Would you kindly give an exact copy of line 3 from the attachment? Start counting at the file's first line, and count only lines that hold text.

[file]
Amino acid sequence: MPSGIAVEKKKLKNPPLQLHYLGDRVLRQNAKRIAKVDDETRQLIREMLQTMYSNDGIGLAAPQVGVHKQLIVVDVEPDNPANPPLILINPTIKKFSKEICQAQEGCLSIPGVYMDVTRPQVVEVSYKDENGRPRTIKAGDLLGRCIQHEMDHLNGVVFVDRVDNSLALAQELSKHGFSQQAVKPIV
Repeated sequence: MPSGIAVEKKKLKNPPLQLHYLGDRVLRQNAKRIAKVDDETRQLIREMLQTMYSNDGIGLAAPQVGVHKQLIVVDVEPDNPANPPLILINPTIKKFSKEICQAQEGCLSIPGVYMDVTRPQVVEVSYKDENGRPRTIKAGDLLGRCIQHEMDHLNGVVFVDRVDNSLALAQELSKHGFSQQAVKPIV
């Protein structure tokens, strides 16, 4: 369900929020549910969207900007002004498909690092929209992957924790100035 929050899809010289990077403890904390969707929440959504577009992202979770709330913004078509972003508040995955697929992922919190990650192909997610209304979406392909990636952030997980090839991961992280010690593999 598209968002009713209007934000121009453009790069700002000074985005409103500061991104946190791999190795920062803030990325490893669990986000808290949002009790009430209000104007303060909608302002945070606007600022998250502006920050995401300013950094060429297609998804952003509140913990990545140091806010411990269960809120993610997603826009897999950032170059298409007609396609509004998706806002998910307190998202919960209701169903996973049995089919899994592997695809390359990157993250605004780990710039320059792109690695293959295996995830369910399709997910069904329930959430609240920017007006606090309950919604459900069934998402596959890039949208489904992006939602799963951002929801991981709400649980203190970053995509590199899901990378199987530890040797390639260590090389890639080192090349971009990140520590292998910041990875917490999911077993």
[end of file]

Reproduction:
């Protein structure tokens, strides 16, 4: 369900929020549910969207900007002004498909690092929209992957924790100035 929050899809010289990077403890904390969707929440959504577009992202979770709330913004078509972003508040995955697929992922919190990650192909997610209304979406392909990636952030997980090839991961992280010690593999 598209968002009713209007934000121009453009790069700002000074985005409103500061991104946190791999190795920062803030990325490893669990986000808290949002009790009430209000104007303060909608302002945070606007600022998250502006920050995401300013950094060429297609998804952003509140913990990545140091806010411990269960809120993610997603826009897999950032170059298409007609396609509004998706806002998910307190998202919960209701169903996973049995089919899994592997695809390359990157993250605004780990710039320059792109690695293959295996995830369910399709997910069904329930959430609240920017007006606090309950919604459900069934998402596959890039949208489904992006939602799963951002929801991981709400649980203190970053995509590199899901990378199987530890040797390639260590090389890639080192090349971009990140520590292998910041990875917490999911077993």